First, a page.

SNP activists are clearly aware of this. In the aftermath of being unanimously laughed out the Supreme Court, no doubt one of the SNP Spin Army came up with the idea ‘’let’s call it an affront on democracy.’’

And so the faithful followed, as they always do. In letters to the newspapers, the social media, their supporters in other media, all used the same wording. No-one was going to come up with a new idea or suggest another approach.

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And in a perfect display of lack of any self-awareness or lack of irony that is uniquely SNP, they follow the lead they are told to take and make orchestrated grievance on their cause being thwarted.

However, they forget or ignore one central point. There was a referendum in 2014, in which the SNP were given every single advantage: in timing, wording, age, date and much else and still proceeded to lose.

There was the perfect example of democracy in action. A referendum agreed on all sides, that is with everyone who would be affected given a say. But they lost.

And they have never quite recovered from that shock, have they?

How dare the people of Scotland, not the SNP, decide these matters?

Alexander McKay, Edinburgh

Reliving history

Professor Bryson’s study into similarities between Ireland’s lengthy economic stagnation from 1921 and the likely financial outlook for a post-separation Scotland is interesting but not surprising. (Scotsman, 25 November).

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For someone who grew up in rural Connaught during the 1970s and 80s, memories of this poverty remain vivid.

Rusty Ford Anglias and Morris Minors held together with baling twine. Subsistence agriculture. Frequent power cuts. Communities hollowed out by emigration. Irish travelling people at the roadside in rickety caravans or even tents. Rat-infested school buildings heated by paraffin stoves.

There was a stubborn collective denial that all this had any connection with leaving the UK decades before. Things only improved slowly as the EEC lavished structural and social funds on the country.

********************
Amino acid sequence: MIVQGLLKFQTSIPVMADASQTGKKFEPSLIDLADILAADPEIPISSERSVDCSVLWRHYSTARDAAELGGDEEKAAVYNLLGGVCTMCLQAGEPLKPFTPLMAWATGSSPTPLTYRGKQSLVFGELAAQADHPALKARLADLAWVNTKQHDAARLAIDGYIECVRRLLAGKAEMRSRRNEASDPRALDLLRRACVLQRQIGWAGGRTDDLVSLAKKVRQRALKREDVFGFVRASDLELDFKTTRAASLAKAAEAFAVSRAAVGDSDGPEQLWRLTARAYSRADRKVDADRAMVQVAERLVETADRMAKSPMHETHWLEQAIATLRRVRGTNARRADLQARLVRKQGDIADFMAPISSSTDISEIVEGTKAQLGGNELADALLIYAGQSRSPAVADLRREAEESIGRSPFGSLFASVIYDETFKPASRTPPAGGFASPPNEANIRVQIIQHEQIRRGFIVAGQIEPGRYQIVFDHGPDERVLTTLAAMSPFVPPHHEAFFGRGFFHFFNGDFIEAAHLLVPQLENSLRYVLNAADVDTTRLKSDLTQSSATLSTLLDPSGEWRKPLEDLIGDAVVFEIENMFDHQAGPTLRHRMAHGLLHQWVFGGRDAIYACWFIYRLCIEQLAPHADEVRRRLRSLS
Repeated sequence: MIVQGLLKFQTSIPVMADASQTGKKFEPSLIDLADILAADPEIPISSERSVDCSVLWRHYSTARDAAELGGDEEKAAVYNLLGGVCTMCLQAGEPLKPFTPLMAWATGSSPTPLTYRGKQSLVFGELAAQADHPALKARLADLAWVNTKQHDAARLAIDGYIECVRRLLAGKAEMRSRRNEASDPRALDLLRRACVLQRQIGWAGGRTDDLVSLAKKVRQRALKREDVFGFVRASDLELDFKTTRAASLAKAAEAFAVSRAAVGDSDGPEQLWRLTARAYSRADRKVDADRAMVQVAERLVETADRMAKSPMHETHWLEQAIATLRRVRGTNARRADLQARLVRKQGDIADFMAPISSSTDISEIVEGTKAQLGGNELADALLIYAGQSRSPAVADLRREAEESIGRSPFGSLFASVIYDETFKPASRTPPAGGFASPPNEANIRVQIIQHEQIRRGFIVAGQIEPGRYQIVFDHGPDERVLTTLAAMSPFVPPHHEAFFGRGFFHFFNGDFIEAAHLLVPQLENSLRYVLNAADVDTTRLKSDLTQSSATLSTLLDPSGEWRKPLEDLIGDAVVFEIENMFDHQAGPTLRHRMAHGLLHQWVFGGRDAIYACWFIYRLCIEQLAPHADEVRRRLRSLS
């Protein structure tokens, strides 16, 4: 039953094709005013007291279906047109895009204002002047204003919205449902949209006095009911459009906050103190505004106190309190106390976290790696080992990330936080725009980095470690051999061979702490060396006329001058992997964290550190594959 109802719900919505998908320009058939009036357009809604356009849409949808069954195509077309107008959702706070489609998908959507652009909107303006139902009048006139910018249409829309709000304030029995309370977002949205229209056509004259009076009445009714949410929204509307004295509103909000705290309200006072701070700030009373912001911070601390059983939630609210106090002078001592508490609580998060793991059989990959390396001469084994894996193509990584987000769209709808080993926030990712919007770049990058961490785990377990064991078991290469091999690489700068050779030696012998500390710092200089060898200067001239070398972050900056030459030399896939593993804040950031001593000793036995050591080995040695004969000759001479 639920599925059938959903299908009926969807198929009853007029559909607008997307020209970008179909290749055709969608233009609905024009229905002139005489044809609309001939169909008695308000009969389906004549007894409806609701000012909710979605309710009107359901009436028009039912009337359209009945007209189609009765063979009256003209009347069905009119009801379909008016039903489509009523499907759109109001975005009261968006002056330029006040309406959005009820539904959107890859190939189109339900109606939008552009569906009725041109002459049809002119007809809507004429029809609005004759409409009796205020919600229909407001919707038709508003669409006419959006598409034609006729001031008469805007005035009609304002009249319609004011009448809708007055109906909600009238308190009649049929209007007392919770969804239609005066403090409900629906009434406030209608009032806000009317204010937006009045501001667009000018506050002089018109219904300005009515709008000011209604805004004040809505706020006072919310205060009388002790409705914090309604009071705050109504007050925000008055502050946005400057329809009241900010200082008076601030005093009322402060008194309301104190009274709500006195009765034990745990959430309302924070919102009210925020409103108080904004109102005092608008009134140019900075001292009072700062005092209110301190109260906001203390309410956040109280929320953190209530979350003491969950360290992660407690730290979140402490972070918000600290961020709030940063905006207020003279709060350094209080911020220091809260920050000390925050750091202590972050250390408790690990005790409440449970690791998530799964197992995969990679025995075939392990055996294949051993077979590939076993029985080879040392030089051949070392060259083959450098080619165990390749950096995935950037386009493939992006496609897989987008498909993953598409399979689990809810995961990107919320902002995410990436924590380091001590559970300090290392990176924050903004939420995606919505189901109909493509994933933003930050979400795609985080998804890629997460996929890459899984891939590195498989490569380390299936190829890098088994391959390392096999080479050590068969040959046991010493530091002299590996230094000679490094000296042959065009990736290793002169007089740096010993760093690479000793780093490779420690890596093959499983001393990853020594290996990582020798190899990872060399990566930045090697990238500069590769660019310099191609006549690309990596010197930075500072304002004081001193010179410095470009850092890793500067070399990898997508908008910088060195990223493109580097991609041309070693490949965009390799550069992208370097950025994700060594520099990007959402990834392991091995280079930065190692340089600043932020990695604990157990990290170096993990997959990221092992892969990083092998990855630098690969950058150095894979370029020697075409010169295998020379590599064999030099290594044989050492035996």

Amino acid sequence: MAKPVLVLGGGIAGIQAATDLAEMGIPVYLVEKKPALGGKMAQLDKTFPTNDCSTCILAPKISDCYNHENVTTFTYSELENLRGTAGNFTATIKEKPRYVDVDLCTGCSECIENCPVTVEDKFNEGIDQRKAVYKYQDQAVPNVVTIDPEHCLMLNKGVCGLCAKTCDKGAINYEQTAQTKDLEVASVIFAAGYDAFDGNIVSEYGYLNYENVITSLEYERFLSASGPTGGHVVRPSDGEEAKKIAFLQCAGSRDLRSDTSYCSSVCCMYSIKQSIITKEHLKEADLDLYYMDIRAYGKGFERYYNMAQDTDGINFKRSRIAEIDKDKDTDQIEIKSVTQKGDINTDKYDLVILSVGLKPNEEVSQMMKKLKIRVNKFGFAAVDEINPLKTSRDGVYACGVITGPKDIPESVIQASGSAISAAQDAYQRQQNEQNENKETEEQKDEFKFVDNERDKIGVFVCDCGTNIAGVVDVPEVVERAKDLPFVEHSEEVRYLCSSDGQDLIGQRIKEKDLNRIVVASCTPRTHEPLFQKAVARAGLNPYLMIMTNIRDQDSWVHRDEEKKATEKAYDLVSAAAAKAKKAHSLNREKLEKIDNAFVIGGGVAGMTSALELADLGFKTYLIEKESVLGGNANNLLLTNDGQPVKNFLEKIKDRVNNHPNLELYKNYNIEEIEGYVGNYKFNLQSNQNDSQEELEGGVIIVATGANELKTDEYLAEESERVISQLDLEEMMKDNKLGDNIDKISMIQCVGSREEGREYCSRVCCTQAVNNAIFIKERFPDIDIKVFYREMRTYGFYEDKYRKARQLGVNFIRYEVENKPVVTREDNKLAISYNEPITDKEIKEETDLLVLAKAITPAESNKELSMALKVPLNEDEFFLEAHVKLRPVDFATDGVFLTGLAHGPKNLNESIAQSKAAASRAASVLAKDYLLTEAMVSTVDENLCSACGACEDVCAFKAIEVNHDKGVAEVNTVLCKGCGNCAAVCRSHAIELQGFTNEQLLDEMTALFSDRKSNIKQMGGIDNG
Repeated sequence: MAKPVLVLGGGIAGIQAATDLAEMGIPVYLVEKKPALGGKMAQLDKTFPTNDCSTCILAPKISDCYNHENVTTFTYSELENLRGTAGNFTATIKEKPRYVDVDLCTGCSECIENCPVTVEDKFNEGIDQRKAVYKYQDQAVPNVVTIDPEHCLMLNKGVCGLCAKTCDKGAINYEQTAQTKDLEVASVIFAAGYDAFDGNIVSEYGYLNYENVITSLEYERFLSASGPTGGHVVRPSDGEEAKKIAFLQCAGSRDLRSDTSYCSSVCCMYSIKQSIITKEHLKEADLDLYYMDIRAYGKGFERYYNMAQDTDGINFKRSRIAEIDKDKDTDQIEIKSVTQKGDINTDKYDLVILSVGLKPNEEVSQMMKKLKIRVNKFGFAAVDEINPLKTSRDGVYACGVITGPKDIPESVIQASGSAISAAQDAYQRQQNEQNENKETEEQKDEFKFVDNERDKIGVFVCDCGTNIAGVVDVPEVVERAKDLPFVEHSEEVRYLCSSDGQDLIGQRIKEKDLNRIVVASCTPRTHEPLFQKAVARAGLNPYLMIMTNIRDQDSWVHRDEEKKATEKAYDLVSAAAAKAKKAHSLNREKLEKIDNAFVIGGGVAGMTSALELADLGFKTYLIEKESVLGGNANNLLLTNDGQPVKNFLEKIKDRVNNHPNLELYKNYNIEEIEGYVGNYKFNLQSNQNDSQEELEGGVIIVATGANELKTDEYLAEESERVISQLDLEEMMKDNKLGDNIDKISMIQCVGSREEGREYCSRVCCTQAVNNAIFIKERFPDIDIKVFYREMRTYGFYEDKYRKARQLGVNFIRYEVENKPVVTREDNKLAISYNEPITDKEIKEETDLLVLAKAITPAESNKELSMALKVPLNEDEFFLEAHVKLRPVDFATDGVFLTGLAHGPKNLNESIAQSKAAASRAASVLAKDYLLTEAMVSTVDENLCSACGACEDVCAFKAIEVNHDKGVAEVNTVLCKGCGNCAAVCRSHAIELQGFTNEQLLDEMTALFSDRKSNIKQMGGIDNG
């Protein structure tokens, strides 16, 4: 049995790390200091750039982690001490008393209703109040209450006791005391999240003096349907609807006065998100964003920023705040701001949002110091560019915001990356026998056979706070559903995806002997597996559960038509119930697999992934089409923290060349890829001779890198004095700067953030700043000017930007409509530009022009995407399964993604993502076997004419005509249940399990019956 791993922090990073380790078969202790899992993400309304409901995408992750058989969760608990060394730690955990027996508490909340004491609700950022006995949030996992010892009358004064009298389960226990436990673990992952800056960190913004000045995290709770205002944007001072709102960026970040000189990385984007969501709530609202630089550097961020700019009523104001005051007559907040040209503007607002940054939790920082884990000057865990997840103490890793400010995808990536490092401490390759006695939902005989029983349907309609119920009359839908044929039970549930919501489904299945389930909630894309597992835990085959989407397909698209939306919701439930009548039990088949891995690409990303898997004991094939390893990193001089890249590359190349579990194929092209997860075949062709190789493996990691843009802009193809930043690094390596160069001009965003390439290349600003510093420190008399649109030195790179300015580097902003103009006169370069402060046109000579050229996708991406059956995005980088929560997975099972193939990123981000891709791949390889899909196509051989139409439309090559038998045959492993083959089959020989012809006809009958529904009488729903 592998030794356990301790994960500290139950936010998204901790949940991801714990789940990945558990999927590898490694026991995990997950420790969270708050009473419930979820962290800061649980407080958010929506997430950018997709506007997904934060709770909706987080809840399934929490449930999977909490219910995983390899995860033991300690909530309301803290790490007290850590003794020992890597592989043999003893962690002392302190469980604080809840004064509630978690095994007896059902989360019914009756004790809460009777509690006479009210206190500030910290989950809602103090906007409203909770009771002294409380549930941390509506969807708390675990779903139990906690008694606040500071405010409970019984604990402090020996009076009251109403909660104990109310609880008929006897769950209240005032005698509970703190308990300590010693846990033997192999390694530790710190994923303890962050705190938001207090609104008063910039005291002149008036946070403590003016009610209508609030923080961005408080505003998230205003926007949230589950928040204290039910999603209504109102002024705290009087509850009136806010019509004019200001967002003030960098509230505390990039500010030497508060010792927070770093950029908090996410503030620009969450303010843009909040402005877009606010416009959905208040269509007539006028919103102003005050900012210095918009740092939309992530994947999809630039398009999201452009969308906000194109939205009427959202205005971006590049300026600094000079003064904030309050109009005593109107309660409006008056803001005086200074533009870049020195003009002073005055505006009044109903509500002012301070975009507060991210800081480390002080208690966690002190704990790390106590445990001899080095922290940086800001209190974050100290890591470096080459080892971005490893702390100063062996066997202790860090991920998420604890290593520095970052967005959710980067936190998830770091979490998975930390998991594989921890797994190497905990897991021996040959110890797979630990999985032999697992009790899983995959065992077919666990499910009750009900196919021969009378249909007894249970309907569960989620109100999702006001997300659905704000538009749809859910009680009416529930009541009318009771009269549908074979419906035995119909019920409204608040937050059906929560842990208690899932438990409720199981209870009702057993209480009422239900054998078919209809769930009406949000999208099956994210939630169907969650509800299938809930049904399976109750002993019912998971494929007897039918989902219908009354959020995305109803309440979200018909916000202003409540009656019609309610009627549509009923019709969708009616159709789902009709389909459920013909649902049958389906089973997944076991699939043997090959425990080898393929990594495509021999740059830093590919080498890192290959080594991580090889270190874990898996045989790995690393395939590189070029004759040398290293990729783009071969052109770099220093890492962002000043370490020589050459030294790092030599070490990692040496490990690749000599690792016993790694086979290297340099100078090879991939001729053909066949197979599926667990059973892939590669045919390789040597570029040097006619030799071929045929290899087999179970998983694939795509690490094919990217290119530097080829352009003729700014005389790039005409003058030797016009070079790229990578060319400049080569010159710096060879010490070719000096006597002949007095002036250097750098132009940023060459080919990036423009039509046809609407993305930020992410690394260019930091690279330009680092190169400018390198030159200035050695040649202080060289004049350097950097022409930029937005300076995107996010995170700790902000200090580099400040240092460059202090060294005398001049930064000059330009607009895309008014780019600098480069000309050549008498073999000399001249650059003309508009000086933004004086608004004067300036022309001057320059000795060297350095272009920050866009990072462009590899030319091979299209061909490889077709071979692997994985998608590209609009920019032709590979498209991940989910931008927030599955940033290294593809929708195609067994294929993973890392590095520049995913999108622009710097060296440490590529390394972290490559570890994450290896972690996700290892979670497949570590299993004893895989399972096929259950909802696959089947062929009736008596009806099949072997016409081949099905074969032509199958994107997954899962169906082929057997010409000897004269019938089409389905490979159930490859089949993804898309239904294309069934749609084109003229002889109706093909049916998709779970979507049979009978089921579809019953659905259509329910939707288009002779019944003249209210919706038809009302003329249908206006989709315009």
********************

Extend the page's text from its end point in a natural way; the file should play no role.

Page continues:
Scottish separatists will furiously reject this research by claiming that the EU would again play the fairy Godmother, and that unlike Ireland we have oil.

However, Brussels would look dimly on a membership applicant with a mind-boggling budget deficit, a vast (and growing) public sector and a weak currency reliant on volatile petroleum prices. Especially if run by a left-wing government dismissive of market forces and with a habit of inciting the break-up of certain other European states.

Besides, the EU’s main priority is more likely to be reconstructing a shattered Ukraine rather than bailing out Nicola Sturgeon’s banana republic.

Martin O’Gorman, Edinburgh

Power trio

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The article "Power trio set to energise the country" by Ilona Amos says that the three cutting-edge battery storage units being built in Scotland will cut household bills (Scotsman, 24 November).

That's what was said about wind turbines before £1 billion of constraint payments were added to our energy bills.

Ilona says these battery storage units would supply 2.7 million households for two hours. Sounds impressive. However, there are 28.3 million households in the UK so there would only be 11.4 minutes of electricity. Not so impressive.

Battery farms are only used to balance the National Grid when renewables fail as they frequently do. Lithium batteries are a fire risk and mining for the lithium has created toxic lakes and illness in China and elsewhere. Not so green after all.

Meanwhile, the rest of the world is driving 1.446 billion petrol/diesel vehicles, burning fossil fuels and running 8,800 coal plants 24/7. At COP26 China and India, supported by developing countries, refused to "phase out" coal and insisted on a meaningless "phase down". COP27 did not revisit this.

Clark Cross, Linlithgow

Hello Scotland

"BBC Reporting Scotland" is scheduled to appear at 1.30pm on a weekday.

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It would appear it is now a permanent fixture that London based "BBC News At One" encroaches by five minutes every single day.

This is unjustified, as items which are primarily for English regions are presented as being of the national interest.

In the last week, the BBC inflicted such news items as the England football team arriving in Doha; England playing Australia at cricket; Christiano Ronaldo sacked at Manchester Utd; English Ofsted inspections; the pride in Stourbridge as a local plays for England; English fans in Manchester watching the World Cup and the Queen Consort hosting a children's party in London.

The knock on effect is that, time and time again, Scottish reports are cut short with the plaintive cry please come back at 6.30pm to hear the end of the report.

Given we are discussing such matters as the strikes by nurses; teachers, the railways and the Royal Mail; and the preparations for winter, which impact considerably on all our lives, this is intolerable.

John V Lloyd, Inverkeithing